Does it make me love the people? I feel a lot for Gerry, mostly because she just basically wants to do what’s good for her partner but all this weird shit keeps happening around her. I like Tom when he’s with Gerry and being tender. He’s a bit too forties gentleman treating his wife like property the rest of the time. The love scenes between the two are sweet though.

John Hackensacker is pretty cool, he’s very decent to Gerry and even when things blow up he keeps his side of the deals and is generous and reasonable. Kind of… unbelievable as a character really. Then his sister Maud is a stereotypical frivolous woman who’s married and divorced a number of times.

Bechdel test: Yes, Maud and Gerry speak to each other. Often about John but also about how pretty Maud is and clothes and so on.

Best line:

John: It is one of the great tragedies of this life that the men most in need of a beating up are always enormous.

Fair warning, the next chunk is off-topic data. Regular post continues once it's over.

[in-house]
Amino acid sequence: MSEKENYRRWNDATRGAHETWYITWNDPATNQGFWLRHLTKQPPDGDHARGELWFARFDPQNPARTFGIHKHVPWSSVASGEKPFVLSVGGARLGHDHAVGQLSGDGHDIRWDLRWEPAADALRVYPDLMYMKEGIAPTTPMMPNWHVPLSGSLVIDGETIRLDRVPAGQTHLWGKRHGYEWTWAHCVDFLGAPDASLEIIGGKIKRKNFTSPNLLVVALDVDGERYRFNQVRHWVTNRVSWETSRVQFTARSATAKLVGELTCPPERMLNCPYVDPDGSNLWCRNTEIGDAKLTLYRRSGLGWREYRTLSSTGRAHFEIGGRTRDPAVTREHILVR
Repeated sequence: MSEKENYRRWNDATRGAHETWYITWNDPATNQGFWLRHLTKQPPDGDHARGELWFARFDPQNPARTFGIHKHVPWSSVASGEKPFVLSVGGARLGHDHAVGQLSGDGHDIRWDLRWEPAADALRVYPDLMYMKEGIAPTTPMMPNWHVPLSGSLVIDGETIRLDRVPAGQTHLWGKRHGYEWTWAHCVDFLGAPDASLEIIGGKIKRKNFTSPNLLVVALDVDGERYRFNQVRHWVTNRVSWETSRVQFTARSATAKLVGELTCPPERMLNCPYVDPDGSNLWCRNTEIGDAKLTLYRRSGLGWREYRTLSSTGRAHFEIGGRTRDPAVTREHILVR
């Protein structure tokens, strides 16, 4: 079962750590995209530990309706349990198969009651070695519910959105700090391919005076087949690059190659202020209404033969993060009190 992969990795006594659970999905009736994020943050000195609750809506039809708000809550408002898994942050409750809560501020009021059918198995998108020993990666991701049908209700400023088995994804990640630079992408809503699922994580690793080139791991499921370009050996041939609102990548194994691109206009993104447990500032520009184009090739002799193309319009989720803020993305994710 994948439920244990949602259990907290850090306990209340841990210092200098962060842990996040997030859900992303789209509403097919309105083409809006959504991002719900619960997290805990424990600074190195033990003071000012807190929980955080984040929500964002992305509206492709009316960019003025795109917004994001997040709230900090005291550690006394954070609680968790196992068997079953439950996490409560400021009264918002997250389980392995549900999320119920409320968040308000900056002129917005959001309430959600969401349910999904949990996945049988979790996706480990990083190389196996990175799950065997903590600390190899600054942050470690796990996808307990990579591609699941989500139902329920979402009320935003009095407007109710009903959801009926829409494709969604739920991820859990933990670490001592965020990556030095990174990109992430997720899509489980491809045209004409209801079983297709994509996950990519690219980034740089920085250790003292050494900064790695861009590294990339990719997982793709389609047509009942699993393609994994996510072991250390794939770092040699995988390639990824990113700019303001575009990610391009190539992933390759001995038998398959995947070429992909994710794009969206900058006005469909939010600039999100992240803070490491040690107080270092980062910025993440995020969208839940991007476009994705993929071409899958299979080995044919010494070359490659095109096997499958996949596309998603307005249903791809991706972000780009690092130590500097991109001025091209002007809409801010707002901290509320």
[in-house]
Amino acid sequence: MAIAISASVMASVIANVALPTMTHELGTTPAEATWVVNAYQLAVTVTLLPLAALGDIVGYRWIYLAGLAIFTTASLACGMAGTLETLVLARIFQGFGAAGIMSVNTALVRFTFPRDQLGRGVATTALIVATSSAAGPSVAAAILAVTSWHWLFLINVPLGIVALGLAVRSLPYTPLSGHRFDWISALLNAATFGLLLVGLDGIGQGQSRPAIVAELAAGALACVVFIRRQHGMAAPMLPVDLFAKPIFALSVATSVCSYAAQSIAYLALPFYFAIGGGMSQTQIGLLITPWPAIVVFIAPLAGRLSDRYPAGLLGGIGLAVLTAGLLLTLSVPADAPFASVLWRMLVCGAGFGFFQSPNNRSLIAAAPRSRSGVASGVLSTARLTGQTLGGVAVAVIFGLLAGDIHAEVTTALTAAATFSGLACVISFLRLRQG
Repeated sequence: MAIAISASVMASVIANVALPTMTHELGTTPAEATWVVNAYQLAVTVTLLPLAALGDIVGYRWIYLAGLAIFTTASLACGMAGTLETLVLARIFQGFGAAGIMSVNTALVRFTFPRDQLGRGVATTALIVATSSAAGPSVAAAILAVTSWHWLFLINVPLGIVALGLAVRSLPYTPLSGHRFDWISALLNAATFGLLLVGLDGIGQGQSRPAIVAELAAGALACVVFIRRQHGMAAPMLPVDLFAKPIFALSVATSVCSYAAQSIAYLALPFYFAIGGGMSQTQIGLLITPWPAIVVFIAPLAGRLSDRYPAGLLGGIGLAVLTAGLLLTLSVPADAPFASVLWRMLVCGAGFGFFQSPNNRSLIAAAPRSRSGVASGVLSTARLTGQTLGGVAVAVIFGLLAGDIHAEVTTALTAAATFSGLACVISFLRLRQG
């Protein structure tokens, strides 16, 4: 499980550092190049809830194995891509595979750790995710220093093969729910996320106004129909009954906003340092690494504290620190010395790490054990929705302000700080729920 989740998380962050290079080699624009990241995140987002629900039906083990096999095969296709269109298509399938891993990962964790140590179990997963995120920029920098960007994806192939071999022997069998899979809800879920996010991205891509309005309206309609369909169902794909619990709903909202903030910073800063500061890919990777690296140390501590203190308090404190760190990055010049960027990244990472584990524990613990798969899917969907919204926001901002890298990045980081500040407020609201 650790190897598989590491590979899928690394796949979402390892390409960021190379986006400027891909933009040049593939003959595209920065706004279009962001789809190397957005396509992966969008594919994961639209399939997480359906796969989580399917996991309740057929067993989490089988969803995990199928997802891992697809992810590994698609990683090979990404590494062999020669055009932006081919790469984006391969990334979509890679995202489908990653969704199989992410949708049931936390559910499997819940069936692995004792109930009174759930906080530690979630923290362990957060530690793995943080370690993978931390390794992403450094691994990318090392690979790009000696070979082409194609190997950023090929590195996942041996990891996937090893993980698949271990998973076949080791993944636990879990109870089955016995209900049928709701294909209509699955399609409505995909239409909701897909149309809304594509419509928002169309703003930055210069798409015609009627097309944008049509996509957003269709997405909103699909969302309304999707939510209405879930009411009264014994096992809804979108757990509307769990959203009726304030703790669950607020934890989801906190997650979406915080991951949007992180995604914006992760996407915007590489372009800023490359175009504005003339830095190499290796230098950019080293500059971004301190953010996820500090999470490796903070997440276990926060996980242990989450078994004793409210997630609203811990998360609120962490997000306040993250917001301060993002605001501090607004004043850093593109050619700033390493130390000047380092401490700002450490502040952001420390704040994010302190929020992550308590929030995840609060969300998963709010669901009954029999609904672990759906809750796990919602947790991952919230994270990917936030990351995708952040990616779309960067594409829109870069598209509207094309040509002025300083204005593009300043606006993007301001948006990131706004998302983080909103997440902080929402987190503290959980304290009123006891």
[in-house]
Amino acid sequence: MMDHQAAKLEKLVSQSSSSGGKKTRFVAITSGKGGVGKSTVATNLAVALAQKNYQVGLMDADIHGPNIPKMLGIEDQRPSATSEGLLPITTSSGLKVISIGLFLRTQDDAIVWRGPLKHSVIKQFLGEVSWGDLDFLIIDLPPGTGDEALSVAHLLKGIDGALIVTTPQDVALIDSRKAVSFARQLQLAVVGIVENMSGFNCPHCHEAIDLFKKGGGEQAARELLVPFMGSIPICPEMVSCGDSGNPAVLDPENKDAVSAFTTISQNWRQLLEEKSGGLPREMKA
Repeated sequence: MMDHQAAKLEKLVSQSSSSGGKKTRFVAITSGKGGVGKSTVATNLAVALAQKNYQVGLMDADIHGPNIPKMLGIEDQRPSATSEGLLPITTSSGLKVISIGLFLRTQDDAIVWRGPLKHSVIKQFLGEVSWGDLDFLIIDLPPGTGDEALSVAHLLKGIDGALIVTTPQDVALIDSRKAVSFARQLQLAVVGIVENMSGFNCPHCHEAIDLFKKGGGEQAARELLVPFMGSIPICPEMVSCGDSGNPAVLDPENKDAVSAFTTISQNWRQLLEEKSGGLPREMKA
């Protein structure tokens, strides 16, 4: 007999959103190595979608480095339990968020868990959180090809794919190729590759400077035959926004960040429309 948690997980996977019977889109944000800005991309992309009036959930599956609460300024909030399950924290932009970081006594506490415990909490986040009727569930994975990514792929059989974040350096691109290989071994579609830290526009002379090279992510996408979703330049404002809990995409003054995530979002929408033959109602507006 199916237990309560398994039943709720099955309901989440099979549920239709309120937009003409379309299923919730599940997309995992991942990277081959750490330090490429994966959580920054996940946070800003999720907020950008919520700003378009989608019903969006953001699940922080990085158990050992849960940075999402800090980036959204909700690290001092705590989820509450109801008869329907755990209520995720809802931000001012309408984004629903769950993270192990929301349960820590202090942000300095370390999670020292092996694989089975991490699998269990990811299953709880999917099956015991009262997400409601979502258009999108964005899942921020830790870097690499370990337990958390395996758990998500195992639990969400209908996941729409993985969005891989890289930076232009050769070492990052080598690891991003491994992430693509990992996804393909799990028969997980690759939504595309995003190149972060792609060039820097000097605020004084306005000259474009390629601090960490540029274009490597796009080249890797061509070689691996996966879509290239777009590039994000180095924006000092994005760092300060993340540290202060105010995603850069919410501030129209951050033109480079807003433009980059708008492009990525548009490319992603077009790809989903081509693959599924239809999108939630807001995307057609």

Gerry: Don’t you know that the greatest men in the world have told lies and let things be misunderstood if it was useful to them? Didn’t you ever hear of a campaign promise?

State of Mind: That plot twist and resolution is just… I don’t know. I don’t know at all. You couldn’t remake this film now, I’ll tell you that. It’s pretty amusing but it’s not my favourite of these old comedies, it didn’t grab me the same way as Unfaithfully Yours or some of the others. It was just a bit… weird all round. I’m not sure if I’ll want to watch it again.

Watched movie count

Le Cercle Rouge (1970)

Le Cercle Rouge
Written and directed by Jean-Pierre Melville
(number 307)

Another film on the list I had never heard of and didn’t know what I was getting into. A few minutes in: oh, it’s a heist movie. Maybe this will be an opportunity for me to work out why I don’t like heist movies? Why heist stories bore me? Or maybe it’ll just be a thing that happens on the tv and I’ll get some handsewing done on this baby quilt I’m making.

It’s French, it’s from 1970, it’s filmed a little like a Hitchcock if he liked hand held cameras more. Oh yes! French films. The first woman we get to meet is naked! yayyyy. The only other film of this director’s I have seen is Army of Shadows (which is lower in the list) and I can see the similarity to this – the pacing, the stark, cold palette. The hard surfaces everywhere.